With the national employment rate at 3.7%, it is difficult for organizations to compete for competitive employee candidates. This sets a health center back and the clinic is forced to reevaluate the onboarding process. To do this, many speak with current, competitive employees to understand what attracted them to their organization and gather employee satisfaction suggestions to improve the employee experience Another way to solve the lack of competitive candidates is to create them give your employees educational opportunities. Educational opportunities are a great way to train your employees, the way you like and increase employee retention. It also increases employee value, which saves an FQHC money. Here are a few educational opportunities for every employee within an FQHC.
3 min read
2 min read
By Kaylee Riddle and Audrey Cooper
1 min read
The most productive communities are communities with healthy individuals. Community Health has become the nations healthcare provider for poverty level patients. The affordable services allow individuals in our communities to get treatment without debt. Community Health centers also provide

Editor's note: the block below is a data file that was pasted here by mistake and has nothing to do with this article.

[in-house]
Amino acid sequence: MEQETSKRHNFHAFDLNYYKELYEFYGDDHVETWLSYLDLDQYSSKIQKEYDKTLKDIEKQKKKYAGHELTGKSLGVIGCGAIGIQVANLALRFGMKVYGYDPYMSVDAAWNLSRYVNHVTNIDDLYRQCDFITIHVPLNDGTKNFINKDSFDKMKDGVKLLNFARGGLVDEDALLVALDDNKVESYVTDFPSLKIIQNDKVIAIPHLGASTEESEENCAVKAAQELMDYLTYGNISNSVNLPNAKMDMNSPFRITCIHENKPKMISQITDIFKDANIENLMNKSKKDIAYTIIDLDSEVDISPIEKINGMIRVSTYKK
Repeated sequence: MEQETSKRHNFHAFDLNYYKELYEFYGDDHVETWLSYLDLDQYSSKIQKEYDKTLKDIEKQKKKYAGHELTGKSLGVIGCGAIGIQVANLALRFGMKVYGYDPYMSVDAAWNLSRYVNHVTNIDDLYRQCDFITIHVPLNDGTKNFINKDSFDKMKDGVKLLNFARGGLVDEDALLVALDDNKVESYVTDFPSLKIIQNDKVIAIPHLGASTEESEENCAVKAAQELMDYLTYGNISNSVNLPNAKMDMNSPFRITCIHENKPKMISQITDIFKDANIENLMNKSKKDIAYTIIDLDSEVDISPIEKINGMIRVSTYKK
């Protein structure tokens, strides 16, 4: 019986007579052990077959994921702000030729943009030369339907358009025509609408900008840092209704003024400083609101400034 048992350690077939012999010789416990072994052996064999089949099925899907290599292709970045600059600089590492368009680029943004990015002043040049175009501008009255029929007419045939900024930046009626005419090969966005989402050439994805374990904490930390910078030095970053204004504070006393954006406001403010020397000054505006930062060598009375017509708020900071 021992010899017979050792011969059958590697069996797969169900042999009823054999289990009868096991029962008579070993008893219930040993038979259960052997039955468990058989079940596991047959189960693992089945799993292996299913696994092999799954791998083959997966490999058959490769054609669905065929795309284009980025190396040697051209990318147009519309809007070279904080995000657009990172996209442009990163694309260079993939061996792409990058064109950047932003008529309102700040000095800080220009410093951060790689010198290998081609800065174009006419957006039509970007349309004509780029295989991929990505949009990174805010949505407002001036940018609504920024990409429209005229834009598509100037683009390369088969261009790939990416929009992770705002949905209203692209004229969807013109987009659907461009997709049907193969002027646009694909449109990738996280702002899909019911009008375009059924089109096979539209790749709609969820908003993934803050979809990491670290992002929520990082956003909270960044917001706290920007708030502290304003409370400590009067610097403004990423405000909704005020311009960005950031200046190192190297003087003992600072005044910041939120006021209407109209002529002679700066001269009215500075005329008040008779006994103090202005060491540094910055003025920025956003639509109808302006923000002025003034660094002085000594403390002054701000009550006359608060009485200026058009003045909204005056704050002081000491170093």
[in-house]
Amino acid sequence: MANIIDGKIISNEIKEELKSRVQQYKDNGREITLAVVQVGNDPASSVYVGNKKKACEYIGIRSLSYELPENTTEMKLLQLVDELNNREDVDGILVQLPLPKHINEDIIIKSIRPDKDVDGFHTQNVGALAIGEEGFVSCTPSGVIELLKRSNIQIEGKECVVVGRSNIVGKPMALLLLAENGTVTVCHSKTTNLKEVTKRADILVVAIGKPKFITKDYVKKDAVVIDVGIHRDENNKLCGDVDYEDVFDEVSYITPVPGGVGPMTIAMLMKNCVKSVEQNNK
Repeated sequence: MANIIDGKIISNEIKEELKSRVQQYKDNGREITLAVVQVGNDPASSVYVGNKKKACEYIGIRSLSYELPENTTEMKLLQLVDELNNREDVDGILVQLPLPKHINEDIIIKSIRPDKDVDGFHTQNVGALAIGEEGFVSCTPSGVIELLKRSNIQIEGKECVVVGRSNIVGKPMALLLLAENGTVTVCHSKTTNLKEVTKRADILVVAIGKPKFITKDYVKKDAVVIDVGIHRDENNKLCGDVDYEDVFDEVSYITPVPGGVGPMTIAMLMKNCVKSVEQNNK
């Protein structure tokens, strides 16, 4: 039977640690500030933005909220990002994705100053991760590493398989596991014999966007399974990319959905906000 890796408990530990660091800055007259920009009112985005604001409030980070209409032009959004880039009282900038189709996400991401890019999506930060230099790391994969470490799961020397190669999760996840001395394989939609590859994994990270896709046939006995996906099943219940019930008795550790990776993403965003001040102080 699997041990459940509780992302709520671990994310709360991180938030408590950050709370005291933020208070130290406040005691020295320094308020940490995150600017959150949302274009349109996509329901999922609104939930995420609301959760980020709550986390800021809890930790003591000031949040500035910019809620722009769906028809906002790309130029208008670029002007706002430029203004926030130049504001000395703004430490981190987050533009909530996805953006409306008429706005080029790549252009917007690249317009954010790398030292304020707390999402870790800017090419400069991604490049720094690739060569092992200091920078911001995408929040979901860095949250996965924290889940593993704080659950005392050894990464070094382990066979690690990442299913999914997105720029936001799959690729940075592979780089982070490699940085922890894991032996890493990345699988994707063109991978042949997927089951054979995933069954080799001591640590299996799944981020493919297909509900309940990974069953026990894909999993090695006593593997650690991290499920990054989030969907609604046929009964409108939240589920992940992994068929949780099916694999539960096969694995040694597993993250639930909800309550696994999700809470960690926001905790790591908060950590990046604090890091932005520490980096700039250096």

What Federally Qualified Health Centers Need to Know About Form 990
The time for your Federally Qualified Community Health Center [FQHC] to complete form 990 is approaching soon. There aren’t a lot of changes this year so we’ve created
3 min read
How the billing experience can tarnish a physician’s reputation
Recently, a friend asked me for help. Her husband was involved in an accident and the mounting medical bill management had become overwhelming. She explained that she had tried to
1 min read
Disputes are increasing every year and resolving them takes time, coordination and money. I have been in the debt collection industry for 12 years. My area of expertise has been in Medical Receivables where I’ve seen the dispute resolution
6 min read
Approximately 1 in 2 men and 1 in 3 women has a lifetime risk of developing cancer. The American Cancer Society reports that approximately 1,658,370 new cancer cases are expected to be diagnosed in 2015. Despite the advances in detection and treatment, 1,620 people die of the disease every day in the US.